Checo Perez, the EU, and Fraud Allegations
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Latin Americans living in the EU
dLocal was accused of fraud
Checo Perez’s salary has come a long way
Make sure you check out the comment of the week at the bottom!
Approximately 3.3M immigrants living in Spain were born in Latin America. When looking at the numbers, we weren't surprised that Spain has the largest LatAm population in Europe, given the shared tongue and cultural roots. Just like it isn't surprising that most foreign-born Portugal residents are from Brazil.
What did surprise us is how few Mexicans returned to their past colonizer — only 66K, or 2% of the 3.3M total. Spain is home to fewer Mexicans than Hondurans, Paraguayans, and even Uruguayans, countries with just a fraction of Mexico's population.
The main reason is simple geography — given Mexico's shared border, the US is the obvious country of choice for migrants.
Colombia is the largest Latin American population (and the third overall) living in Spain. From 1999 to 2004, that population grew 18x from 13K to 249K. What happened? In addition to Colombia's economic hardship in the 90s, an earthquake broke havoc on Colombia's Andes mountains in 1999, which killed more than 1,000 people and destroyed 8,000 coffee "fincas," leaving thousands displaced. Venezuelans fleeing Maduro's dictatorship in recent years led a new wave of migration — multiplying their number by 4x from 2015 to 2021.
Another surprising statistic from the data is that Peruvians are Italy's top Latin American demographic. Ties between both countries extend back to the colonial period when Italians became part of Peru's ruling class and even placed their own Virrey, Carmine Nicolao Caracciolo, in 1716.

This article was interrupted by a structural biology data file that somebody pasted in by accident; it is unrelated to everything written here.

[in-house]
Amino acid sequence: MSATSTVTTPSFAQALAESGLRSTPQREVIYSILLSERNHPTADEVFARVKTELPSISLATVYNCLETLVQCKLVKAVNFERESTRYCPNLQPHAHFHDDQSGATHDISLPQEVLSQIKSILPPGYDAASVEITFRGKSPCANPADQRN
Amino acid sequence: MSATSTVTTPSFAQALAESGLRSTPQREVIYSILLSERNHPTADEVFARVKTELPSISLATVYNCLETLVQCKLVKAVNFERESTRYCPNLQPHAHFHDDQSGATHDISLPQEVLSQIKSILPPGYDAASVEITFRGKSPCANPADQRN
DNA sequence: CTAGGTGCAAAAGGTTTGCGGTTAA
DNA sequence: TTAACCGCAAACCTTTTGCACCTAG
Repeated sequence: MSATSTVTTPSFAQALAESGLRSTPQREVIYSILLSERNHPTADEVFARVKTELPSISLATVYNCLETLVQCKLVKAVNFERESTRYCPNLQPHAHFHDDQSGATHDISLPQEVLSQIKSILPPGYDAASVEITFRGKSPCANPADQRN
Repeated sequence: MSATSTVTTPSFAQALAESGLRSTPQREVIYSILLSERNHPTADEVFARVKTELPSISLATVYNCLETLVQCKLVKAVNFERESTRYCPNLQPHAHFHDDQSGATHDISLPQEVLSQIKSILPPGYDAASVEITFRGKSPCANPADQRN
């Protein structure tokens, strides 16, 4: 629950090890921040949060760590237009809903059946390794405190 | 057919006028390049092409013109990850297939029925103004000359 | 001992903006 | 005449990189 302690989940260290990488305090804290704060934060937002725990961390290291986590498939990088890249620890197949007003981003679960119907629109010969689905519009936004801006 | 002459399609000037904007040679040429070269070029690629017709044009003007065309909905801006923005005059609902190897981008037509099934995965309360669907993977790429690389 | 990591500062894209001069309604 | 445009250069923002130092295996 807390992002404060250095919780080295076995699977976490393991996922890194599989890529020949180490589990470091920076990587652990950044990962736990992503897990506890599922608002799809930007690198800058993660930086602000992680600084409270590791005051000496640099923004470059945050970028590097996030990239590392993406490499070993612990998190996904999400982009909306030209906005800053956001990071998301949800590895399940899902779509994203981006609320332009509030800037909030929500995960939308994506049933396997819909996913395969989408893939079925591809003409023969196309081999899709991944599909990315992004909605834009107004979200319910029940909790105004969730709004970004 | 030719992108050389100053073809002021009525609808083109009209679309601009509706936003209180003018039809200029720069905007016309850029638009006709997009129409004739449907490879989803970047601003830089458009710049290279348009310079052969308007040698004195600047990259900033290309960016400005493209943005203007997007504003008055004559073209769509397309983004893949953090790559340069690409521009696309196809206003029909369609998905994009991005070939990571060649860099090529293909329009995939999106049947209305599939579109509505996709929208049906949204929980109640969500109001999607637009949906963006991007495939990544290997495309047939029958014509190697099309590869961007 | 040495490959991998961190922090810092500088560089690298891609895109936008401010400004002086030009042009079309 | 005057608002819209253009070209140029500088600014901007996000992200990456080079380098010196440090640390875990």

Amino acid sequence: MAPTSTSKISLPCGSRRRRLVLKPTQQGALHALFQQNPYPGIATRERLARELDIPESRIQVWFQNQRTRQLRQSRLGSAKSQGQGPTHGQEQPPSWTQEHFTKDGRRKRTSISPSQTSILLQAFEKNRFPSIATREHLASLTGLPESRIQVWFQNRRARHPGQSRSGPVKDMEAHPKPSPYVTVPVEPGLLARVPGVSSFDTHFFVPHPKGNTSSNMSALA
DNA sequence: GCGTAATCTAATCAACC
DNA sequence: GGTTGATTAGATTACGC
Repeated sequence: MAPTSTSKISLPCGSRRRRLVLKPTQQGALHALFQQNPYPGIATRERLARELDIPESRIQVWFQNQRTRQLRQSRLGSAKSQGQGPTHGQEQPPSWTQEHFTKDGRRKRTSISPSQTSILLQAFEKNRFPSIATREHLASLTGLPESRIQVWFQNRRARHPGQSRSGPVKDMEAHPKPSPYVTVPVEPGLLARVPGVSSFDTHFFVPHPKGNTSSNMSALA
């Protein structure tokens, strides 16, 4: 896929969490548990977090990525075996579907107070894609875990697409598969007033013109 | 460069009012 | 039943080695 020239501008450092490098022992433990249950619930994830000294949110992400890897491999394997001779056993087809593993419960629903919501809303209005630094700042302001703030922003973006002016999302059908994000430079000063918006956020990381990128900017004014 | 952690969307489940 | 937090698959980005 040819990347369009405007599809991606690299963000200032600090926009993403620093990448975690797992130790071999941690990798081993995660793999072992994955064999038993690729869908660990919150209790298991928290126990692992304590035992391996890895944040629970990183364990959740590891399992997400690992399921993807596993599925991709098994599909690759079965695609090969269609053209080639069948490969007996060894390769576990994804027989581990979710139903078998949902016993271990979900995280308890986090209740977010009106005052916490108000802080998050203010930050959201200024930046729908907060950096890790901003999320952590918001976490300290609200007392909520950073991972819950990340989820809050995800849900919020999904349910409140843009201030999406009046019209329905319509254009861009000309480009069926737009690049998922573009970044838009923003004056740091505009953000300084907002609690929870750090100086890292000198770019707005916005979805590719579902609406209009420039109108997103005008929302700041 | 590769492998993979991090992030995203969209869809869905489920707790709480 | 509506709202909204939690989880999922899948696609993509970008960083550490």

Similarly to Colombia and Venezuela, during the socioeconomic hardships of the 90s, thousands of Peruvians (many of Italian descent) fled to rediscover their family origins. And the migrant flow goes both ways — in contemporary Peru, Italian descendants and migrants continue to play an important role.
Stock Market 📉
Five months ago, we shared the story of Uruguay's star. Fintech dLocal ($DLO) had grown its TPV (total payment volume) 505% in less than two years. It became the country's first unicorn and made its owners the first billionaires in the process. It had also been profitable since its first year of operations and could brag higher margins per transaction than its competition. dLocal's impressive financial statements were exemplary in the crowded LatAm Fintech space, setting a gold standard for other tech startups to follow.
However, things have flipped for the startup. Last week, Muddy Waters Research LLC, a recognized short-seller and research firm that reports accounting fraud by publicly traded companies, released a devastating report on its short position for dLocal. To summarize their 47-page analysis, they quote Mark Twain:
To hide a lie, a thousand lies are needed.
What was in the report? 👇
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